Final | October 2018 | v1.0.0 | OFFICIAL-Public | QGCIO


In a digital environment, the workforce is a key enabler. Having a workforce that is digital ready with the skills and capability to support a digital service environment is key to the agency’s success in delivering service transformation. This activity involves profiling both the internal workforce as well as external labour markets, to better understand the factors that will influence the supply of future labour for the agency.

Agencies may have their own workforce planning methodologies. In addition, the Queensland Government supports a ICT workforce planning methodology. This guideline is not a detailed workforce profiling methodology and should be considered within the broader context of agency specific and Queensland Government workforce planning policies and methodologies.


A practitioner in the context of this guideline can include one or more of the following roles:

  • Digital and ICT strategic planners
  • Agency and service strategic planners
  • Workforce planners
  • Business analysts.

Internal labour supply

Analysing the agency's internal labour supply, involves the identification of the characteristics, composition, competencies and workload of the current and future available workforce.

Analysing the internal and external labour force will enable an agency to identify the:

  • composition, characteristics and supply of current labour for the agency)
  • type of jobs and skills available internally.

The analysis of the internal workforce also needs to consider the agency's reliance on the current contingent workforce, which includes consultants, contractors, agency staff, temporary and casual staff.

The Queensland Government ICT workforce planning methodology outlines a number of method for profiling and analysing the internal labour workforce including

  • Competency assessments – The Queensland Government ICT Skills Framework and the Queensland Government ICT Skills Assessment Methodology assist in identifying critical skills gaps. This provides a consistent method of determining skills and future areas of focus.
  • Analysis of critical roles – Critical roles are the roles currently crucial to the achievement of agency outcomes either now or in the future. A vacancy in a critical role will have a significant tangible impact on the ability of the agency to deliver outputs, achieve milestones, or meet budget or legislative requirements.
  • Workload data and analysis obtained by documenting current workloads and capacity.
  • Workforce data and analysis using personnel records and reports derived from human resource systems.

Questions to explore when analysing the internal workforce include:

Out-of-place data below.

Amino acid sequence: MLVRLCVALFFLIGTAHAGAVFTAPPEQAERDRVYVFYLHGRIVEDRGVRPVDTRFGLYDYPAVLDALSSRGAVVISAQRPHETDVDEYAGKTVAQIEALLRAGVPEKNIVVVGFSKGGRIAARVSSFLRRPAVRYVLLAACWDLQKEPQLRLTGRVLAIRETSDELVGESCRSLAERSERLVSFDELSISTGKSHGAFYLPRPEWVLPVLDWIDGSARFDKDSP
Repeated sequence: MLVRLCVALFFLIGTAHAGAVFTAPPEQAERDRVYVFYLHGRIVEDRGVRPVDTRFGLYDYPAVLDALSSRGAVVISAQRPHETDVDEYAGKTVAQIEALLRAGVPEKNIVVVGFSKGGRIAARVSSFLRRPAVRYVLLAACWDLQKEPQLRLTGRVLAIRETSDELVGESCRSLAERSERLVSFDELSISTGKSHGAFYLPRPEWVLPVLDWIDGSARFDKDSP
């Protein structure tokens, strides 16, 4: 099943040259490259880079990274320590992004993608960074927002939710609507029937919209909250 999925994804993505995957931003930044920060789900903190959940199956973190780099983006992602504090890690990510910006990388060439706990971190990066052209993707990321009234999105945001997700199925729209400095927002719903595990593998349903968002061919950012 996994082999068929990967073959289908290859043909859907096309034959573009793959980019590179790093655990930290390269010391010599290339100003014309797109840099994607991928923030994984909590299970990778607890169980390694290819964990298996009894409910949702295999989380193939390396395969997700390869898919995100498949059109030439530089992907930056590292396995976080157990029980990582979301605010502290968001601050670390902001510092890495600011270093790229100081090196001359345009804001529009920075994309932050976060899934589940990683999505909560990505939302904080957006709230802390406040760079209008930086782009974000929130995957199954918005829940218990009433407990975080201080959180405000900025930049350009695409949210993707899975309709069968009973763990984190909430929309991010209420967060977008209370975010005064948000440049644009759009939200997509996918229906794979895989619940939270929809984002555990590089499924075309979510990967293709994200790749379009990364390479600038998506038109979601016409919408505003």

• What does the current future labour market look like (regarding the availability of certain occupations/skill sets and the people necessary to fill them)?
  • What are the competencies, attributes and composition of the current workforce?
  • What roles currently exist in your business unit?
  • Of those roles which:
    • conduct the core business of the unit/organisation?
    • may become part of the core business under future work plans?
    • have had a high number of vacancies over the last 12 months?
    • have been difficult to fill?
    • require a long training time in order to develop the skills for the role?
    • have the largest number of staff?
  • Think about roles not people in the roles
  • What is the current workload?
  • What are current and projected retirements, turnover, secondments etc.?
  • What current skills are essential or critical to the business?
  • How much do you know about them:
    • where do your best performers in these roles come from?
    • where do your best performers in these roles move to?
  • What is the value of tenure/stability in these roles?
  • What is the demand for and availability of these skills in the external labour market?

External labour supply

Analysing the external labour workforce enables an agency to understand the potential future and current labour supply issues and conditions, and to build these into workforce planning strategies. Monitoring external labour market changes ensures:

  • sufficient numbers of replacement staff are available to cover separation and growth
  • the contingent workforce relied upon by the organisation is maintained at adequate levels
  • intelligence is gathered to contribute to the decision of whether the organisation ‘builds, borrows or buys’ specific skills and the numbers required.

The Queensland Government ICT workforce planning methodology outlines a number of resources to assist with profiling the external labour workforce.

Questions to explore when analysing the internal workforce include:

  • What skills does the agency currently obtain via contracts or casual employment?
  • What percentage of employees are on contracts?
  • What are the key skills of employees on contracts?
  • What is the labour market like (re: availability of qualified candidates, ability to recruit these candidates, and organisational challenges (i.e. internal constraints) in recruiting competitively?
  • What are the trends in external benchmarking data (re: rates of pay, skill availability)?
  • What are the trends in external environmental data (i.e. inflation, competition, unemployment)?
  • What is your employment value proposition?

Next steps

The external environment should be scanned to identify any factors and trends that may impact on the agency’s direction with respect to the workforce. The aim is to develop an understanding of the key drivers that may affect the future supply and demand for labour for the agency.




ICT workforce planning methodology

Last Reviewed: 03 September 2019